Pastor Rick Warren has continued his foolish association with Rwanda’s dictator, Paul Kagame this week.
Rick Warren and Paul Kagame
Think of this New York Times story when you see Kagame:
David Himbara, another former Kagame confidant who also fled to Johannesburg in 2010, told me a story about Kagame’s rage. In 2009, Himbara said, Kagame ordered two subordinates — a finance director and an army captain — into his presidential office, slammed the door and started shouting at them about where they had purchased office curtains. Kagame then picked up the phone, and two guards came in with sticks, Himbara said. Kagame ordered the men to lie face down, and he thrashed them. After five minutes, Kagame seemed to tire, and the bodyguards took over beating the men, as if they had done this before. Himbara said he was sick to his stomach witnessing the scene.
Just about every former colleague of Kagame’s I spoke to shared some sort of beating story. Noble Marara, a former driver for Kagame, told me that Kagame whipped him twice, once for driving the wrong truck and another time after someone else backed into a pole. “He really needs help,” said Marara, now in exile in England. “If I was to diagnose him, I’d say he has a personality disorder.”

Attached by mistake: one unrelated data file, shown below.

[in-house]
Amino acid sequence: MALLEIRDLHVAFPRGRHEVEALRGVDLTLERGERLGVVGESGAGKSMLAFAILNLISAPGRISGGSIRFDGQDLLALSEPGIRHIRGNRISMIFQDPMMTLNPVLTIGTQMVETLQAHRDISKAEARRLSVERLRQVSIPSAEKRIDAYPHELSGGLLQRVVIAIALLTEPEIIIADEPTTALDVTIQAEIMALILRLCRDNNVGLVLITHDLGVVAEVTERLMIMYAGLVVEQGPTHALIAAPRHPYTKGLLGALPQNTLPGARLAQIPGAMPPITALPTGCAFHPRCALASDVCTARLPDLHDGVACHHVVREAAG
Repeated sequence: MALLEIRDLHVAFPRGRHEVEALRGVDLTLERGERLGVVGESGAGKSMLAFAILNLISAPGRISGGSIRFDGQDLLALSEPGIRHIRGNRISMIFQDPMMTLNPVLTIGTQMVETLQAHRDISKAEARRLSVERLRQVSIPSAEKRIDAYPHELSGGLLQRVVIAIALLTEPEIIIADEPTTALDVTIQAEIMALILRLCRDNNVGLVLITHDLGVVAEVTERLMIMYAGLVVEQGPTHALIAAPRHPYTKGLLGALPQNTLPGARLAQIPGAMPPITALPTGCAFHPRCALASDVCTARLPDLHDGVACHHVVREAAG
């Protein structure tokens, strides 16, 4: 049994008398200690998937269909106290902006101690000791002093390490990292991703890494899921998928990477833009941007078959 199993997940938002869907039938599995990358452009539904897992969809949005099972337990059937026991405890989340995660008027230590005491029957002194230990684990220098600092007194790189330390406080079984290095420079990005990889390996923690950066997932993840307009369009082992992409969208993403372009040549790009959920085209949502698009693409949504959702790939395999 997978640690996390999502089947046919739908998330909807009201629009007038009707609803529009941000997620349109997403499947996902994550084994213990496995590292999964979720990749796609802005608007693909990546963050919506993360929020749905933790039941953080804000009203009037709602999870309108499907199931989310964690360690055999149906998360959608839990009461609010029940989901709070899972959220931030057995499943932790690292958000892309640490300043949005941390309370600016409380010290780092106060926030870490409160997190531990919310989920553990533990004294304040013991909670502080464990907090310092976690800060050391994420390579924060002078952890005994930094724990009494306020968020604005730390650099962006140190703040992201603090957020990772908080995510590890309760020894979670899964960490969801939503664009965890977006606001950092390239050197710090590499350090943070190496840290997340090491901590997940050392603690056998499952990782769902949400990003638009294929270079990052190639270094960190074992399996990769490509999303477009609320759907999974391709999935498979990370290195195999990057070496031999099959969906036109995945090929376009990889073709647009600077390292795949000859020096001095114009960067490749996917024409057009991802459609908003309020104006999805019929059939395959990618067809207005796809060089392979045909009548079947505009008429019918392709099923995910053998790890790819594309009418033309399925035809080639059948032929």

Antoine Rutayisire at Kagame’s Table
Again, from the New York Times:
When I asked Kagame about the beatings, he leaned toward me in his seat. We were about three feet apart, then two. I could see the individual gray hairs in his goatee. He didn’t interrupt as I detailed my evidence, with names and dates. He didn’t deny physically abusing his staff, as I thought he might, though he gave me a watered-down version of the 2009 event that Himbara described, saying that he hadn’t swatted anyone with a stick but shoved one of the men so hard that he fell to the floor.
“It’s my nature,” Kagame said. “I can be very tough, I can make mistakes like that.” But when I pressed him on other violent outbursts, he responded irritably, “Do we really need to go into every name, every incident?” He said that hitting people is not “sustainable,” which struck me as a strange word to use, as if the only issue with beating your underlings was whether such behavior was effective over the long term.
Joining Warren and Kagame was Anglican Antoine Rutayisire, who left some testy comments on my blog a few months ago. Rutayisire is frequently in Kagame’s company:
A Quote from Rutayisire
This association with Kagame did not stop my former parish, Church of the Resurrection in Washington D.C., from hosting Rutayisire this year, something they should be ashamed of.
Sitting at the Table of the Tyrant
I guess Rick Warren doesn’t put much stock in reports like this from Rwanda:
And really, why should he? There seem to be no consequences for embracing evil, at least in the short term.
What will we think of this picture in 20 years?
Fortunately, the short term doesn’t last forever. The truth wins out, even if it takes a long time.
Lord, please open Rick Warren’s eyes. Amen.